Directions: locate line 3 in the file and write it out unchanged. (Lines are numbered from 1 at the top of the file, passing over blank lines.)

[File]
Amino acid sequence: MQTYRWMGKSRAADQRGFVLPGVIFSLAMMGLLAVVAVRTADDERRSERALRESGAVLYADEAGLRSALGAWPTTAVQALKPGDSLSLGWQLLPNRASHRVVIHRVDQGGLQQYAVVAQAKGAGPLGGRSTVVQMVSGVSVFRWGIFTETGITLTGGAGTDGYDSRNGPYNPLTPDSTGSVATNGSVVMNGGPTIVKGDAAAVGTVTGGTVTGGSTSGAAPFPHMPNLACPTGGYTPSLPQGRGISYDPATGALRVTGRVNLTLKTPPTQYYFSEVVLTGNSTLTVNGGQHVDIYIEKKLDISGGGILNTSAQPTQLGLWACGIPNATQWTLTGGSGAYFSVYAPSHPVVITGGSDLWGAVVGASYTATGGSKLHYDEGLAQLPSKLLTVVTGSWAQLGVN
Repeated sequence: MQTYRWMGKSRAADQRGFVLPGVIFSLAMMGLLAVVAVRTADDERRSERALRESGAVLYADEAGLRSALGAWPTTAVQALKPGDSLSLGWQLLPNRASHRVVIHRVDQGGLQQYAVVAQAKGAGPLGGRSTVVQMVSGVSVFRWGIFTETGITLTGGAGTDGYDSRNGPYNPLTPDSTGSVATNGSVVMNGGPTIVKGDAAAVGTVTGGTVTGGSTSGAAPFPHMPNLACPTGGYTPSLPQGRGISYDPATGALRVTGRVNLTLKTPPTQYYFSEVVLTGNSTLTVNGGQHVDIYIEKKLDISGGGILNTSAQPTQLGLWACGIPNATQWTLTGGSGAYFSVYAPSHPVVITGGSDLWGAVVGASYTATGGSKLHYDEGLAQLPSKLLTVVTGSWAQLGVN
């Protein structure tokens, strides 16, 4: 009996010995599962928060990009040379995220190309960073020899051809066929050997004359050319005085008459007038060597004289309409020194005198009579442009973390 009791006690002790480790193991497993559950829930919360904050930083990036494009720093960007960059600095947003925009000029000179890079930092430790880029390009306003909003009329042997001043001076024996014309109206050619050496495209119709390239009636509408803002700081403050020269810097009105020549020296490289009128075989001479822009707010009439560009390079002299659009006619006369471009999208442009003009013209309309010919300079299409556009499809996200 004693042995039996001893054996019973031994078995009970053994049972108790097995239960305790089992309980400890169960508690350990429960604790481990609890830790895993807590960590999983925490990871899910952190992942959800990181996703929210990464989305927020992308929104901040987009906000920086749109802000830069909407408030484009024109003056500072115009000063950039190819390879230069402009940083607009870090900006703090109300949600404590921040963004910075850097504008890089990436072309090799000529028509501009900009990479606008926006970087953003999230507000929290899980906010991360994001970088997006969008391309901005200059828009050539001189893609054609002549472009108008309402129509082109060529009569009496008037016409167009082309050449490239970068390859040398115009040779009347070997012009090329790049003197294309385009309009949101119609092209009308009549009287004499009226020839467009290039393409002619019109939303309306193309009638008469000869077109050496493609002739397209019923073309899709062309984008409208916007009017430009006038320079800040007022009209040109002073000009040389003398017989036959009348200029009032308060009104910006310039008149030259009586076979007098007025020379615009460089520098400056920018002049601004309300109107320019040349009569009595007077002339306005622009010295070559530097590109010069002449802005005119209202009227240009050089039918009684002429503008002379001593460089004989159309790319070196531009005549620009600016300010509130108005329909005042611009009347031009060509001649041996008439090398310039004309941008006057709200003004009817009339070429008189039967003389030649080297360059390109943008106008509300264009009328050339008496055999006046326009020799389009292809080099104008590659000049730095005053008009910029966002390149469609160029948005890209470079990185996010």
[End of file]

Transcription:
């Protein structure tokens, strides 16, 4: 009996010995599962928060990009040379995220190309960073020899051809066929050997004359050319005085008459007038060597004289309409020194005198009579442009973390 009791006690002790480790193991497993559950829930919360904050930083990036494009720093960007960059600095947003925009000029000179890079930092430790880029390009306003909003009329042997001043001076024996014309109206050619050496495209119709390239009636509408803002700081403050020269810097009105020549020296490289009128075989001479822009707010009439560009390079002299659009006619006369471009999208442009003009013209309309010919300079299409556009499809996200 004693042995039996001893054996019973031994078995009970053994049972108790097995239960305790089992309980400890169960508690350990429960604790481990609890830790895993807590960590999983925490990871899910952190992942959800990181996703929210990464989305927020992308929104901040987009906000920086749109802000830069909407408030484009024109003056500072115009000063950039190819390879230069402009940083607009870090900006703090109300949600404590921040963004910075850097504008890089990436072309090799000529028509501009900009990479606008926006970087953003999230507000929290899980906010991360994001970088997006969008391309901005200059828009050539001189893609054609002549472009108008309402129509082109060529009569009496008037016409167009082309050449490239970068390859040398115009040779009347070997012009090329790049003197294309385009309009949101119609092209009308009549009287004499009226020839467009290039393409002619019109939303309306193309009638008469000869077109050496493609002739397209019923073309899709062309984008409208916007009017430009006038320079800040007022009209040109002073000009040389003398017989036959009348200029009032308060009104910006310039008149030259009586076979007098007025020379615009460089520098400056920018002049601004309300109107320019040349009569009595007077002339306005622009010295070559530097590109010069002449802005005119209202009227240009050089039918009684002429503008002379001593460089004989159309790319070196531009005549620009600016300010509130108005329909005042611009009347031009060509001649041996008439090398310039004309941008006057709200003004009817009339070429008189039967003389030649080297360059390109943008106008509300264009009328050339008496055999006046326009020799389009292809080099104008590659000049730095005053008009910029966002390149469609160029948005890209470079990185996010």